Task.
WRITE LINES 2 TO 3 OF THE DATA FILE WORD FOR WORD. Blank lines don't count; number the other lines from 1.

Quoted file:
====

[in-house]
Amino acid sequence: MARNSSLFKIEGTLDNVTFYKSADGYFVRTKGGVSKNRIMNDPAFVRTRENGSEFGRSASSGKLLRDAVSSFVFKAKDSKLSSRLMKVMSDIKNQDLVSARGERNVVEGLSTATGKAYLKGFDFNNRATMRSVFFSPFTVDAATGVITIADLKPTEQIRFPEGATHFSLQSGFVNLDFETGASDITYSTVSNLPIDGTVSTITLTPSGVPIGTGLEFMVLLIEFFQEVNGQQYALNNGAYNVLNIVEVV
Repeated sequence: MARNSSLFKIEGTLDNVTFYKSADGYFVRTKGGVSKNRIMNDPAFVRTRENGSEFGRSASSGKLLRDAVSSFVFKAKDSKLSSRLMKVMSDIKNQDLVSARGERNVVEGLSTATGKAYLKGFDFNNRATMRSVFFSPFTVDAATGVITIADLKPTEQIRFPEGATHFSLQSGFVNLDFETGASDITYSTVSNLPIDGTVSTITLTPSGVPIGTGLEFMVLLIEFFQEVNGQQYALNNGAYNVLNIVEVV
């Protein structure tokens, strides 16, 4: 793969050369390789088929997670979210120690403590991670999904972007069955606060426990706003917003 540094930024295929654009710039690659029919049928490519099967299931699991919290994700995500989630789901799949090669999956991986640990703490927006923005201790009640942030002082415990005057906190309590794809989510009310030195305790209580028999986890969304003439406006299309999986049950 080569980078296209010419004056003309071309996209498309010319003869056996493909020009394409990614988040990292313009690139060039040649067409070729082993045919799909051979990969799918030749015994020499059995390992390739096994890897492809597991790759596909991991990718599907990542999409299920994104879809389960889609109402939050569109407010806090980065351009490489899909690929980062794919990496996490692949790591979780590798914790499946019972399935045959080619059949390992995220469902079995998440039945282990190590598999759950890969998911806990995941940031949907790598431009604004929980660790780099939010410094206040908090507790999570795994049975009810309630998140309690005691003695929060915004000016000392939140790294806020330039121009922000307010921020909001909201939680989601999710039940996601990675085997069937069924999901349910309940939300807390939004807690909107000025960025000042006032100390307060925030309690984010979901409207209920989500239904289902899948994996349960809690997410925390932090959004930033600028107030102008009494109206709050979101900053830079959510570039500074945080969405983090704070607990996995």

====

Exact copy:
Amino acid sequence: MARNSSLFKIEGTLDNVTFYKSADGYFVRTKGGVSKNRIMNDPAFVRTRENGSEFGRSASSGKLLRDAVSSFVFKAKDSKLSSRLMKVMSDIKNQDLVSARGERNVVEGLSTATGKAYLKGFDFNNRATMRSVFFSPFTVDAATGVITIADLKPTEQIRFPEGATHFSLQSGFVNLDFETGASDITYSTVSNLPIDGTVSTITLTPSGVPIGTGLEFMVLLIEFFQEVNGQQYALNNGAYNVLNIVEVV
Repeated sequence: MARNSSLFKIEGTLDNVTFYKSADGYFVRTKGGVSKNRIMNDPAFVRTRENGSEFGRSASSGKLLRDAVSSFVFKAKDSKLSSRLMKVMSDIKNQDLVSARGERNVVEGLSTATGKAYLKGFDFNNRATMRSVFFSPFTVDAATGVITIADLKPTEQIRFPEGATHFSLQSGFVNLDFETGASDITYSTVSNLPIDGTVSTITLTPSGVPIGTGLEFMVLLIEFFQEVNGQQYALNNGAYNVLNIVEVV